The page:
On the surface, the works in Elegy: Deborah Samuel appear to reveal a strictly naturalist approach to representing biological remains. However, these striking images of animal skeletons, ten of which are ROM specimens, tell stories that go beyond basic scientific documentation. After establishing a career in commercial photography, Deborah now focuses exclusively on her own photographic projects. Currently her work reflects her roots as an animal activist along with an enduring passion for the natural world. As the unveiling of Elegy approaches, we asked Deborah to speak about the origins of her project, the role of new technologies in photography, and how she hopes Elegy will impact viewers.
Meet Deborah Samuel at her illustrated talk about this project and other works on Thursday, April 12.
Could you tell us about the significance of animals to you, and how that led to the creation of Elegy?
Animals have always played a very important part in my life. I initially started Elegy using birds because of the Gulf [of Mexico] oil spill. I was horrified by that ecologically, for wildlife, for the planet, for humanity, for everybody. I wanted to go to Louisiana to photograph the oiled birds, because to me it was iconic, these images of this destruction, and I could not get in. The government and BP were not allowing people to photograph these birds. So I ended up going to what would have been the final chapter, which was working with bird skeletons, and then I became really fascinated with anatomy.
I think, too, because of my relationship with animals, I started to really question and think about how animals are in the wild, what relationships they have, how they were disturbed, how they stay together, and how they look after each other. I became really fascinated with that aspect of emotion, of bond, relationship. Apart from that I had a number of deaths with several of my own animals, so the life/death divide was very prominent in my life.
You capture your images by placing physical specimens on a flatbed scanner. Have you found, over the last 10 years or so, people have become more comfortable with newer technology?
I think that people are embracing it now because we are losing Kodak, we are losing established photographic companies founded on the old model. Nikon doesn’t make film cameras anymore. This is a brave new world in this art form. Everything has a place and a time. If it’s the right subject matter, and the right concept in terms of how to talk about what it is you want to talk about, then however you choose to capture the image, it’s right. With Elegy, it felt right to use the flatbed scanner as my canvas to capture what I needed to say with the bones.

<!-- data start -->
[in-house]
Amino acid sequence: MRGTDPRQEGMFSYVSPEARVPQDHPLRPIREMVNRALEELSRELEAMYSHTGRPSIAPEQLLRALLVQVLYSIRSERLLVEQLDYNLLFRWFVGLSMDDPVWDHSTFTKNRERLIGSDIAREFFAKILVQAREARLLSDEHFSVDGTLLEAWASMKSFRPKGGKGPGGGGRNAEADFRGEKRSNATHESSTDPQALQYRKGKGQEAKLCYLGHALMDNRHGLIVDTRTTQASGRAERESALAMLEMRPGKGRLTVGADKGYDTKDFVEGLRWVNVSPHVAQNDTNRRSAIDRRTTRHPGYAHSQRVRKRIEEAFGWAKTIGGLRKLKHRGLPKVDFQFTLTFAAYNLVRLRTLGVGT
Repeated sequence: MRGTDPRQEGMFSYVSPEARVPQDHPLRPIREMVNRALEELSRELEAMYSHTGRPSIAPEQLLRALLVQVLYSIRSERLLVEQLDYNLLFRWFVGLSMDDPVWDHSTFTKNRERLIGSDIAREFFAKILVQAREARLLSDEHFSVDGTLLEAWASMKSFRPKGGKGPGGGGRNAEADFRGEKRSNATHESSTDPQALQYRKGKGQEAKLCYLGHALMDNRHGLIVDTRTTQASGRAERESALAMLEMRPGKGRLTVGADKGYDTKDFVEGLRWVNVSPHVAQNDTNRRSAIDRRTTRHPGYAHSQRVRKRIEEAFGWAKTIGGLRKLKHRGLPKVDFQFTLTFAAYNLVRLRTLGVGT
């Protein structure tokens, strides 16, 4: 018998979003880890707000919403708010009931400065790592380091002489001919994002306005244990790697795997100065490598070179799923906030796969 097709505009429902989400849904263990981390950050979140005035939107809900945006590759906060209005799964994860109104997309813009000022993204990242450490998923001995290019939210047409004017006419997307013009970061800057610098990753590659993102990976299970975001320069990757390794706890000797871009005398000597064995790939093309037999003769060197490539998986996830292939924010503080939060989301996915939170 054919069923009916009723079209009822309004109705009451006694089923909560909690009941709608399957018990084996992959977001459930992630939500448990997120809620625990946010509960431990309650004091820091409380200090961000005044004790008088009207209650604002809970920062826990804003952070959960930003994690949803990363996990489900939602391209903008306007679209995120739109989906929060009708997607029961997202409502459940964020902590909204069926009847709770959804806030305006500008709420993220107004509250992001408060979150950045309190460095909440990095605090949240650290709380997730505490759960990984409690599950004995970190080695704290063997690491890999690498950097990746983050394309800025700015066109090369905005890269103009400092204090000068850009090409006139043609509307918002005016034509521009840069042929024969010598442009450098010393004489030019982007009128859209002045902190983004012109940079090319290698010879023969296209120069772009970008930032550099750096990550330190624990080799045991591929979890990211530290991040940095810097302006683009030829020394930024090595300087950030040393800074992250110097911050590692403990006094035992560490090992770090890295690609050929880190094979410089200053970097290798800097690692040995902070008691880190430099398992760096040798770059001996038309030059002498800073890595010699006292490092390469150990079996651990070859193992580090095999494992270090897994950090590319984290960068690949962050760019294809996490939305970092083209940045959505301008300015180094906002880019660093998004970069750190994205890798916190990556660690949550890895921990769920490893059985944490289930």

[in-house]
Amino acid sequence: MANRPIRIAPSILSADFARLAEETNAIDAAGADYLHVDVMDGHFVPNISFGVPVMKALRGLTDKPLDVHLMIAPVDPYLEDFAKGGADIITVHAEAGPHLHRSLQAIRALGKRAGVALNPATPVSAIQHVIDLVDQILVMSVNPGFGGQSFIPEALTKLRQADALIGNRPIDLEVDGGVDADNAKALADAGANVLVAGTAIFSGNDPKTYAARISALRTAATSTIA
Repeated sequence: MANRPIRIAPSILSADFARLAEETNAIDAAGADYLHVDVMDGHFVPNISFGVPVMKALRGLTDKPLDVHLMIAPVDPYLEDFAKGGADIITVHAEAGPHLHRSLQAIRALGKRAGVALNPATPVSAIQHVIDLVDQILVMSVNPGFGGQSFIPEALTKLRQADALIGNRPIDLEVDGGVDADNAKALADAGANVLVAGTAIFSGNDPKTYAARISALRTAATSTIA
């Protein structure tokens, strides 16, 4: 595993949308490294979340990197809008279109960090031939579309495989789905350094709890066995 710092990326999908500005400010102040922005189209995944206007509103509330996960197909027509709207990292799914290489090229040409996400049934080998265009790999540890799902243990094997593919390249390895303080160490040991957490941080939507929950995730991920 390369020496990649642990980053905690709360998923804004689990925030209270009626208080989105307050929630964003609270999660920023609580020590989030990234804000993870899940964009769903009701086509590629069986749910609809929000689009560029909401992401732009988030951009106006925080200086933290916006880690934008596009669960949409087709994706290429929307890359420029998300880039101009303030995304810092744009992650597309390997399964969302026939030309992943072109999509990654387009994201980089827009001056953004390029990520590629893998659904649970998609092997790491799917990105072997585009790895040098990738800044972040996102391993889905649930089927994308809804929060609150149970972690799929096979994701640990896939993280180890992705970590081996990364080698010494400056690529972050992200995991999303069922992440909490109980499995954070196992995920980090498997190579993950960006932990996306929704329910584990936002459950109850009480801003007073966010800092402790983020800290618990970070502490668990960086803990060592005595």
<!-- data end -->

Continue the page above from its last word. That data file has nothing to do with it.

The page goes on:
Embracing the concepts of change within photography is an important component of Elegy. It’s about: what is an image? What is a photograph? Basically, an image – a photograph as I would call it, because I do consider them to be photographs – is the medium that communicates, and it doesn’t matter how you get there.
What do you hope a visitor might take away from seeing Elegy?
I hope that viewers will have a changed perception of the natural world, of the beauty that’s really around us, of the life that surrounds us that equally has its place in our natural world of order, that it’s not just about humanity, it’s about everything. It’s about respecting the natural chain of how we all work and how we’re all interconnected. I also think that because Elegy offers such a different take on the use of skeletons, in a way it will be a relief. There is actually a story going on emotionally with the work.
Elegy is co-presented by the Life in Crisis: Schad Gallery of Biodiversity and the Institute for Contemporary Culture, and will be a feature exhibition of the 2012 Scotiabank CONTACT Photography Festival.
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